*grabs soapbox*

No seriously. Why don't we talk about sex? Why has it become such a social stigma to talk about sex? I'm not talking about nitty gritty details. I mean, I have to business in anyone else's sex life and no one has any business in mine. But why do we hide the concept of sex? I argue that we should be frank and open about sex especially to our children.

My first point is that teenagers are already thinking about sex. I've heard a lot of people argue that they don't want their kids to have sex so they don't talk to them about it because that means that their teenager won't be thinking about it. I really hate to burst people's bubbles, but *gets out monogrammed bubble bursting needle* your teenager is already thinking about sex. It's not like there's a 'sex mechanism' in the human brain (ok, there is a sort of sex mechanism in the brain located near the brain stem, but that's not the point) that only turns on when sex is mentioned for the first time. If this were true then humans would have died out long ago because we wouldn't be having babies. We are biologically programmed to start thinking about sex when we hit puberty because it used to be that we wouldn't live past the age of twenty-five if we were lucky so we had to procreate as soon as we were able. There's a widely accepted social psychological phenomenon commonly known as the pink elephant phenomenon. And I can prove it. DON'T THINK ABOUT A PINK ELEPHANT! ... You're thinking about a pink elephant aren't you? The more you tell yourself not to think about something, the harder it is to get it out of your brain. Besides that, if you never talk your son or daughter about sex he'll still get erections and she'll still bleed once a month. The only difference is that if you don't talk to them, they won't know what's going on. And I think all teenagers deserve to know what's going on with their body because otherwise it's pretty scary.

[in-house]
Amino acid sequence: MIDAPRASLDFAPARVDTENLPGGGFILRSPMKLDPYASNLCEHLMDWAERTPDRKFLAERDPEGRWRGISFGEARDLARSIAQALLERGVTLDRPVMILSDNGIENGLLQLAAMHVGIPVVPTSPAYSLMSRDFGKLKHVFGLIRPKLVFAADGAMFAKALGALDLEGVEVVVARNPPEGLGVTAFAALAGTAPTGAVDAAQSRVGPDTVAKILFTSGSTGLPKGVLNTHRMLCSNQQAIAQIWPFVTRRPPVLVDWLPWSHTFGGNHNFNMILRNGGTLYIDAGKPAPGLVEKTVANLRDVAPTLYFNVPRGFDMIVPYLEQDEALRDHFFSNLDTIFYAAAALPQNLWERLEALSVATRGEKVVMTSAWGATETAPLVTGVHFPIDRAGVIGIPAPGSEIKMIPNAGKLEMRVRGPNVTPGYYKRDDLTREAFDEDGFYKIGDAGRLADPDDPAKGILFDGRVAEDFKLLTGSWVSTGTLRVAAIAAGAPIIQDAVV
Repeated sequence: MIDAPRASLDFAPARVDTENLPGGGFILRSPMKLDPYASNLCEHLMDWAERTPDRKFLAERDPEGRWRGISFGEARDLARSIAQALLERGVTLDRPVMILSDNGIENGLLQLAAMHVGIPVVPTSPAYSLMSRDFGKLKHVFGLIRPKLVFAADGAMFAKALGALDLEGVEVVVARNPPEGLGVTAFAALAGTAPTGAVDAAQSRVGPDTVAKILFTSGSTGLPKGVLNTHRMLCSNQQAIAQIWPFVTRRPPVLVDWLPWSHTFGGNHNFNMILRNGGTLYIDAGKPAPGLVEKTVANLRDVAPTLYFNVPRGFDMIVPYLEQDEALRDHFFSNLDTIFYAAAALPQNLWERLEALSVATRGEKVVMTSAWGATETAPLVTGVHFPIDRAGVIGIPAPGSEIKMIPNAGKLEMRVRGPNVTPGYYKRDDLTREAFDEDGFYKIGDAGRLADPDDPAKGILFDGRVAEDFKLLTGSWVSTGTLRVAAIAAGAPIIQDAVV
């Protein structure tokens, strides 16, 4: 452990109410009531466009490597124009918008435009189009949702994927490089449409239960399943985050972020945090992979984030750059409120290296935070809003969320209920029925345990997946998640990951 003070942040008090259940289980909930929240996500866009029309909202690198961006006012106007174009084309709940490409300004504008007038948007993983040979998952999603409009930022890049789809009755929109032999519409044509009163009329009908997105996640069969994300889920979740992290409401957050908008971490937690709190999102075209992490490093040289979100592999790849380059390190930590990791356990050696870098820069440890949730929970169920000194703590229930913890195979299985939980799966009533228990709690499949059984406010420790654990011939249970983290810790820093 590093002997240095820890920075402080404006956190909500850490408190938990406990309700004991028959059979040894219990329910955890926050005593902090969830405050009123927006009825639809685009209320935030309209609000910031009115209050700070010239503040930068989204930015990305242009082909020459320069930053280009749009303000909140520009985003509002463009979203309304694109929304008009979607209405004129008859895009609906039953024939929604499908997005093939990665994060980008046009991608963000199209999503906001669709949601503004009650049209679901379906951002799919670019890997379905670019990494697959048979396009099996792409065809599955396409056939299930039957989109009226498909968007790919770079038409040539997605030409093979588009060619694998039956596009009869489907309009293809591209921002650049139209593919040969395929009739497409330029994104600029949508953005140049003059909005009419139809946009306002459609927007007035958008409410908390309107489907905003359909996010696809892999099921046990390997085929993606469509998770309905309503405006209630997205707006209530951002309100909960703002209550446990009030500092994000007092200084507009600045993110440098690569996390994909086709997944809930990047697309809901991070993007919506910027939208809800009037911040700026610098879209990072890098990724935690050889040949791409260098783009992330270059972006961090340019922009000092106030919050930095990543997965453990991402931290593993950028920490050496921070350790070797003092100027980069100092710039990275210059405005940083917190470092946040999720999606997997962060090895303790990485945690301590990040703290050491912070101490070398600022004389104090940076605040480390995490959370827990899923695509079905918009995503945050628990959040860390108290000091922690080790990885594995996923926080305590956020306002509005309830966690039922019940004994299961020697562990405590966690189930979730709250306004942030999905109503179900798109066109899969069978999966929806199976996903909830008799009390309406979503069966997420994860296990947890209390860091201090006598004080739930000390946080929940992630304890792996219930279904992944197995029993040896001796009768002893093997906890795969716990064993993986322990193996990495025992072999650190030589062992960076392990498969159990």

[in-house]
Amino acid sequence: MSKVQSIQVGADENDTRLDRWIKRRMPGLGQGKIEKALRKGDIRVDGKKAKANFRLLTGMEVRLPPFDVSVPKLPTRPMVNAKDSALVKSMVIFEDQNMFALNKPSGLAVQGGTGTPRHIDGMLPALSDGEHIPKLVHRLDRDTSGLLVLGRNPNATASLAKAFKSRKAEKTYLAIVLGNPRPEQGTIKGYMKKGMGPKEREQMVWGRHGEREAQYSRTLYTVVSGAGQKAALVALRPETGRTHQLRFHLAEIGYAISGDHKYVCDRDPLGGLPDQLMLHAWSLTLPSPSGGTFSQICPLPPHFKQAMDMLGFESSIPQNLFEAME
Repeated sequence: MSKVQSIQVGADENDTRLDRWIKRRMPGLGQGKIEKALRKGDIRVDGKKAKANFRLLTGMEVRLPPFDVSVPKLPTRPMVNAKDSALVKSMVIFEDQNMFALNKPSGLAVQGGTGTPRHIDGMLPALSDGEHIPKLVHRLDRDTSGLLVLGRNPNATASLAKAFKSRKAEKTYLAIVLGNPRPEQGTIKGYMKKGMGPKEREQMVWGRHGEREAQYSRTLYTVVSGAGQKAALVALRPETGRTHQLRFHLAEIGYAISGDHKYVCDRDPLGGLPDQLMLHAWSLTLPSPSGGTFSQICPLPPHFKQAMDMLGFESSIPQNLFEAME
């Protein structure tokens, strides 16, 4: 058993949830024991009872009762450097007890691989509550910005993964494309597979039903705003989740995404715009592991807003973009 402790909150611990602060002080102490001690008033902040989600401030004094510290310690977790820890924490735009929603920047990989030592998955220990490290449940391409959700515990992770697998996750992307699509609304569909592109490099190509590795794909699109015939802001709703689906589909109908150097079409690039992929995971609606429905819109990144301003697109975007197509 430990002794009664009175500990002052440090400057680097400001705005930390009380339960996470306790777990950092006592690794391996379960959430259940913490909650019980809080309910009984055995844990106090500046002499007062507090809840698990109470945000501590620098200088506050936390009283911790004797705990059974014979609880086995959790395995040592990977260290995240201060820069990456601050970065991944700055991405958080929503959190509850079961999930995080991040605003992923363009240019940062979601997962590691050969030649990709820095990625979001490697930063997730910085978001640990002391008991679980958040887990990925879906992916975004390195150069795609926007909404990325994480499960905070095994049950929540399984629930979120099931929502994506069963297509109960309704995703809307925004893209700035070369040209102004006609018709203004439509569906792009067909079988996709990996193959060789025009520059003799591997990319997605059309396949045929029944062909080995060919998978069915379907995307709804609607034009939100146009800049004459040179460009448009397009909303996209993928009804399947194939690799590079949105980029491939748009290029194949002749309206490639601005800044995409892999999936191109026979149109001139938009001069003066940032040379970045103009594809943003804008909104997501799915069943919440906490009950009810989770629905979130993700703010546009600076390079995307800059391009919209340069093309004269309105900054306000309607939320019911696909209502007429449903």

Secondly, since we've already established that teenagers are already thinking about sex, wouldn't it be better for them to hear the true facts about sex instead of rumors they hear at school? Things like sex can lead to pregnancy and if they aren't ready to be a parent then they shouldn't be having it or that there are such things as sexually transmitted diseases which could ruin their lives or even that your first time will NOT be magical even if you wait until marriage like all the stories seem to imply. Something that absolutely shocked me is that there are some young girls out there that don't know how babies are made. This terrifies me. Their bodies are able to create life and NO ONE has told them how it happens? I mean, that's a huge commitment and no one had told them how to avoid it except to say this?! Seriously, we've already covered the Pink Elephant phenomenon so do we really think that tactic is going to work? Especially since there are plenty of ways of having sex. Wouldn't it be a good thing to tell a young woman what not to do in order to not get pregnant?!